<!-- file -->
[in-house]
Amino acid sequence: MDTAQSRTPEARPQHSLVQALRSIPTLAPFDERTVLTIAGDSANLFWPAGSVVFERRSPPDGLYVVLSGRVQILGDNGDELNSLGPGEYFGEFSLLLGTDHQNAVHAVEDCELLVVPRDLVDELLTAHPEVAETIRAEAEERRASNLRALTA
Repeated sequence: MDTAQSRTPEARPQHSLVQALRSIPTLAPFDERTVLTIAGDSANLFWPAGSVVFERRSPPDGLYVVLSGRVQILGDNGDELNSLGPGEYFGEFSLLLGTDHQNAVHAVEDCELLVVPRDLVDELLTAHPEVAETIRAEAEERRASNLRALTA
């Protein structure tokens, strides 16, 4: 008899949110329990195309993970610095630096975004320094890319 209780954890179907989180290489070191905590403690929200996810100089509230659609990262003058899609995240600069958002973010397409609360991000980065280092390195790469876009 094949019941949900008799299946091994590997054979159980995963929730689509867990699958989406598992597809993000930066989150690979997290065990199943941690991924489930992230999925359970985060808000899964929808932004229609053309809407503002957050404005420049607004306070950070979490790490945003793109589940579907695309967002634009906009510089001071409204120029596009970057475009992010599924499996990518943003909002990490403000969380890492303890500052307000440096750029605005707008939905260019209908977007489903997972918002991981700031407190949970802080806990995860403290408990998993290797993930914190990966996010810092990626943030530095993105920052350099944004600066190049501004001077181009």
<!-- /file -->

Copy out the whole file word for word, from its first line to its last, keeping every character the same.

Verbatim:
[in-house]
Amino acid sequence: MDTAQSRTPEARPQHSLVQALRSIPTLAPFDERTVLTIAGDSANLFWPAGSVVFERRSPPDGLYVVLSGRVQILGDNGDELNSLGPGEYFGEFSLLLGTDHQNAVHAVEDCELLVVPRDLVDELLTAHPEVAETIRAEAEERRASNLRALTA
Repeated sequence: MDTAQSRTPEARPQHSLVQALRSIPTLAPFDERTVLTIAGDSANLFWPAGSVVFERRSPPDGLYVVLSGRVQILGDNGDELNSLGPGEYFGEFSLLLGTDHQNAVHAVEDCELLVVPRDLVDELLTAHPEVAETIRAEAEERRASNLRALTA
């Protein structure tokens, strides 16, 4: 008899949110329990195309993970610095630096975004320094890319 209780954890179907989180290489070191905590403690929200996810100089509230659609990262003058899609995240600069958002973010397409609360991000980065280092390195790469876009 094949019941949900008799299946091994590997054979159980995963929730689509867990699958989406598992597809993000930066989150690979997290065990199943941690991924489930992230999925359970985060808000899964929808932004229609053309809407503002957050404005420049607004306070950070979490790490945003793109589940579907695309967002634009906009510089001071409204120029596009970057475009992010599924499996990518943003909002990490403000969380890492303890500052307000440096750029605005707008939905260019209908977007489903997972918002991981700031407190949970802080806990995860403290408990998993290797993930914190990966996010810092990626943030530095993105920052350099944004600066190049501004001077181009």